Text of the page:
According to the calendar, two years have passed since angels came to collect my mother.
In my mind and heart it feels as if only a few days have gone by since I said goodbye to Nellie Pearl Yarbough (July 2, 1930–Sept. 1, 2020).
Despite facing a long list of health challenges, she managed to reach her personal finish line of 90 years old.
She would often tell me she wanted to live to be 100. Somehow I think that goal changed once the physical realities of Parkinson’s disease, diabetes, heart disease and the passage of time settled over her life.
I miss my mother each day.
We’ve all heard it said that time heals all wounds. I wonder, Is that true? Is the loss of a loved-one a wound that can be healed? Or does that loss simply create an empty space within us that changes shape and intensity over time?
Shortly after my mother’s death, I began writing stories about my caregiving journey and sharing them with others, thinking they would be valuable resources to help guide them. But what this process has taught me, is that grief is as unique as our population. It comes in all shapes and sizes, and it continually evolves.
Mine tends to strike at the most mundane moments.
Like the time I was standing in the checkout line at a HomeGoods store, looking at all the trinkets and knickknacks. “Do we really need another set of kitchen towels or refrigerator magnets?” I always wonder. Probably not, but we toss them in our baskets.
It is simple errands like this that can bring tears to my eyes.
‘Each artist allows me to relive my mother’s joy of those experiences while being acutely aware of her absence.’
I recall the trips taking my mother shopping and standing in such a line, watching her struggle to decide if she wanted to spend another $3.99 for a packet of cute little napkins.
She also loved listening to music. When she still lived on her own, there were many times I would stop by her townhome, knock on the door and she wouldn’t answer even though I knew she was home. The music was blasting so loud she didn’t hear my knock.
More often than not, I could guess her mood based on the music pumping throughout her home. So now, when I hear certain songs, I am transported back to those moments with my mother.
The memories may bring a smile to my face, yet just behind the smile is also a pang of grief and loss.
Case in point, several months before my mother passed, a musical memory moment took hold. If you recall, during the height of the COVID-19 pandemic, visitors were not allowed into care facilities. For me, that meant spending time with my mother required some type of off-site appointment.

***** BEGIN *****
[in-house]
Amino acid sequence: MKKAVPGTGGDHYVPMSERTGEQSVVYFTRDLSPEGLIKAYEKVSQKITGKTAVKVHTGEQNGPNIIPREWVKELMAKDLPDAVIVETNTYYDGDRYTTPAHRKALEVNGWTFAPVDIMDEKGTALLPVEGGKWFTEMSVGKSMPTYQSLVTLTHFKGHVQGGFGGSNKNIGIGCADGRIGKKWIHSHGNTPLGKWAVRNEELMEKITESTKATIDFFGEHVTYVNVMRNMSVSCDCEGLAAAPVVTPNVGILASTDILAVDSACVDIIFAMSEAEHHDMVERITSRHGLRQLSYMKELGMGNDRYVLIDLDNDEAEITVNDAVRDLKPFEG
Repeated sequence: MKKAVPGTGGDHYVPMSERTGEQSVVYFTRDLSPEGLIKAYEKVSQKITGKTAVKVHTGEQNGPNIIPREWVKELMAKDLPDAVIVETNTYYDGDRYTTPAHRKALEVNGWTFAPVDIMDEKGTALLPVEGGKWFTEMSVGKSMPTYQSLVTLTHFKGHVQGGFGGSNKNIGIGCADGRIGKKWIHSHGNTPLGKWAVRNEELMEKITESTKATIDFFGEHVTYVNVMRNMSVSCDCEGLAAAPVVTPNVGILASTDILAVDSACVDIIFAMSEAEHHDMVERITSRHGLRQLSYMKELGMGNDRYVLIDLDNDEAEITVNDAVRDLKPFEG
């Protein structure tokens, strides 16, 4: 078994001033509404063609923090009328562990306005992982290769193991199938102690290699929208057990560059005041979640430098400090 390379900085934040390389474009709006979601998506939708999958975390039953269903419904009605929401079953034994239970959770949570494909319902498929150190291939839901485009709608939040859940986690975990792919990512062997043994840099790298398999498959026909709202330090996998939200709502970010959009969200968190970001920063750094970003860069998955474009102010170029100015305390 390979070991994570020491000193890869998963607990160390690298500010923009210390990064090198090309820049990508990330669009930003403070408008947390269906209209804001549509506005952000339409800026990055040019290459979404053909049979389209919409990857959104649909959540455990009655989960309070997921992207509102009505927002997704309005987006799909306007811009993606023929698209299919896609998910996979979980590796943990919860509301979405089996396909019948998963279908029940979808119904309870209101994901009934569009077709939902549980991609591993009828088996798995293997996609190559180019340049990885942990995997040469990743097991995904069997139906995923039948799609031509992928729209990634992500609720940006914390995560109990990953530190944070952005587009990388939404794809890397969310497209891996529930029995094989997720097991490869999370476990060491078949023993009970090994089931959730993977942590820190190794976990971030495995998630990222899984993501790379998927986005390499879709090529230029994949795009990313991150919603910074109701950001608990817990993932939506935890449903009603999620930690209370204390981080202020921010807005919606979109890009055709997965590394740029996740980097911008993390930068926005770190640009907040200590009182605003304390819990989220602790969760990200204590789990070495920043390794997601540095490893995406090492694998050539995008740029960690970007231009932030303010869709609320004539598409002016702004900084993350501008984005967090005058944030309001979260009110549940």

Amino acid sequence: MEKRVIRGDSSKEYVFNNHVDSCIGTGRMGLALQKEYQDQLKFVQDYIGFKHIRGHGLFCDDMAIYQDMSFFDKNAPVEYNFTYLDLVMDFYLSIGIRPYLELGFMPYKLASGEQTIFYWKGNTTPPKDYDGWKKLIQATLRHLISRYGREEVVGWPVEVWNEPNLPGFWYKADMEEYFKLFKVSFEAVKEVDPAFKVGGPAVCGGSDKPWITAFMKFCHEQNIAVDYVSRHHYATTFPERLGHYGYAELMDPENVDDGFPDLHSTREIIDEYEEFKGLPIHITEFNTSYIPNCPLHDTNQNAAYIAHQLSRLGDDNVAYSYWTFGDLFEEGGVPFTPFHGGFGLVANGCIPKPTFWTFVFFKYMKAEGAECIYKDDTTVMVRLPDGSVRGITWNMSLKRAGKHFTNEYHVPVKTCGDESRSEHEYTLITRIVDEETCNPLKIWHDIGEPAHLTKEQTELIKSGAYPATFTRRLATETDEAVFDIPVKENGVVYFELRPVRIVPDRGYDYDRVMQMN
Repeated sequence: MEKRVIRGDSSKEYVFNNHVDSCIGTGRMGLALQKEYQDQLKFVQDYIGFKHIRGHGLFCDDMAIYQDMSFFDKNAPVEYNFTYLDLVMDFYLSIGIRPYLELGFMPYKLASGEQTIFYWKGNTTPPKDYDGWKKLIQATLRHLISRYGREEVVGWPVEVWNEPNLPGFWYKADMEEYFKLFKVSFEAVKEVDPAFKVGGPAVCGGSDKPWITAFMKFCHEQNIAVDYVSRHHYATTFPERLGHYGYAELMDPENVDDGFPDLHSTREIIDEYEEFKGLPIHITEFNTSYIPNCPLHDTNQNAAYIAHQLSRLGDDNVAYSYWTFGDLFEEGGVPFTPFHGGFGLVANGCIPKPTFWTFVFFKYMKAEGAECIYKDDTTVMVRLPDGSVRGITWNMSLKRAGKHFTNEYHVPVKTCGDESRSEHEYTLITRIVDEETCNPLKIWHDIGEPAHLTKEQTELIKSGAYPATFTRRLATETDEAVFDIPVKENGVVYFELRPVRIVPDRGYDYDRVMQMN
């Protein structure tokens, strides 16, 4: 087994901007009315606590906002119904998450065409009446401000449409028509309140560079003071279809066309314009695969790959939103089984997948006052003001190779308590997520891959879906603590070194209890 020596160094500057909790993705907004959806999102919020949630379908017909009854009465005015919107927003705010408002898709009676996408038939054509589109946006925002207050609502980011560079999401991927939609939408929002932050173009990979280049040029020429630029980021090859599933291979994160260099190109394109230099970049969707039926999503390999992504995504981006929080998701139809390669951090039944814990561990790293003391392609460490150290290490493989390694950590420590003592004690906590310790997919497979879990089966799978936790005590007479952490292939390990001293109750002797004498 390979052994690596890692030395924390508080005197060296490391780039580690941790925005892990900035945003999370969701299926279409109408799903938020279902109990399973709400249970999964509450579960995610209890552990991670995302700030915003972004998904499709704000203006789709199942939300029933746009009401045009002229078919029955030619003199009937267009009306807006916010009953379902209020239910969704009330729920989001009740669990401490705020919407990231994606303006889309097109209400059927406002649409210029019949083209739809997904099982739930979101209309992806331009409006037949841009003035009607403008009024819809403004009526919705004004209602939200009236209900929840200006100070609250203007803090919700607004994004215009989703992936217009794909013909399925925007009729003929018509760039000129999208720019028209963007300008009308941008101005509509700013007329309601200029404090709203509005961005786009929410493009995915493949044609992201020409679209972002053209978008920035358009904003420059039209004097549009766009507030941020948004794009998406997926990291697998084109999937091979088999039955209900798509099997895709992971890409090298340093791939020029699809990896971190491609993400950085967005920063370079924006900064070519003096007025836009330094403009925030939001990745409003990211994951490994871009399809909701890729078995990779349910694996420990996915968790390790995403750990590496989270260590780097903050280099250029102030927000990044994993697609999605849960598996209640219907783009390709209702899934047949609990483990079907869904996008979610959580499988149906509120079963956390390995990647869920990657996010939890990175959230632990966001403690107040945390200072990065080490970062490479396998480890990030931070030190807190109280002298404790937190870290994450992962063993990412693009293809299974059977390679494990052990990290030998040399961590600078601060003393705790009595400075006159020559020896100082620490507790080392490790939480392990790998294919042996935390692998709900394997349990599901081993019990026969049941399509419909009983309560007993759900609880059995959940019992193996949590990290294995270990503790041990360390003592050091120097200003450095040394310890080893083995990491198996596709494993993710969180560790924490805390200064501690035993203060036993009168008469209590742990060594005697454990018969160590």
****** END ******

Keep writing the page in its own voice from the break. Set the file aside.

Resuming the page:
On the way to pick her up, I was reminded of some of the quirky and more entertaining excursions I had taken with Miss Nellie over the years.
There was the year we visited New York City to celebrate her July 2 birthday, watch the 4th of July fireworks along the Hudson River and take in "Wicked," and "Mamma Mia!" She seemed so happy in those moments.
One of the most memorable was courtesy of country star Tim McGraw. My mother loved his song “Live Like you Were Dying.”
Not only had I bought her that CD (which she played all the time), but when McGraw and Faith Hill passed through South Florida for a concert, I knew I had to get tickets and take mom to see the show. So there we were. In the middle of a sold-out country music show. When the song came up, mom started rocking out. So did the people in front of us and then, they stood up.
Like clockwork my mother, who had her hands in the air (like she just didn't care) said to them... “SIT DOWN I can't see!!!”
Classic! To this day that memory makes me simultaneously feel joy and loss.
That wasn't the only “out of the box” show I took mom to see. We saw Bob Seger, Boz Scaggs, Seal, Sting, Annie Lenox, Johnny Mathis, Anita Baker, Hall & Oates and yes, Tina Turner!
Each artist allows me to relive my mother’s joy of those experiences while being acutely aware of her absence. In retrospect, I am thankful I had so many opportunities, the means and the vision to offer such remarkable moments to my mother.
What I realize now, is that those moments were not just for Miss Nellie. They were for me, too.
They have helped me learn to better recognize my grief, in whatever shape or size it appears. And instead of feeling sad or lost, I feel peace and gratitude.
Those moments remind me to embrace each moment and “Live Like You Were Dying.”
Julia Yarbough is a communications consultant with Magid, an Emmy Award-winning broadcast journalist and the creator of the Keeping It REAL Caregiving newsletter and website and publisher of the biweekly newsletter Keeping It REAL Caregiving Bulletin. She served as a family caregiver to her recently deceased parent. She is a 2020 ASA Rise Fellow and serves on the Equity in Aging Advisory Committee for the California Master Plan for Aging.
Photo: The author and her mother taking in a show in New York City.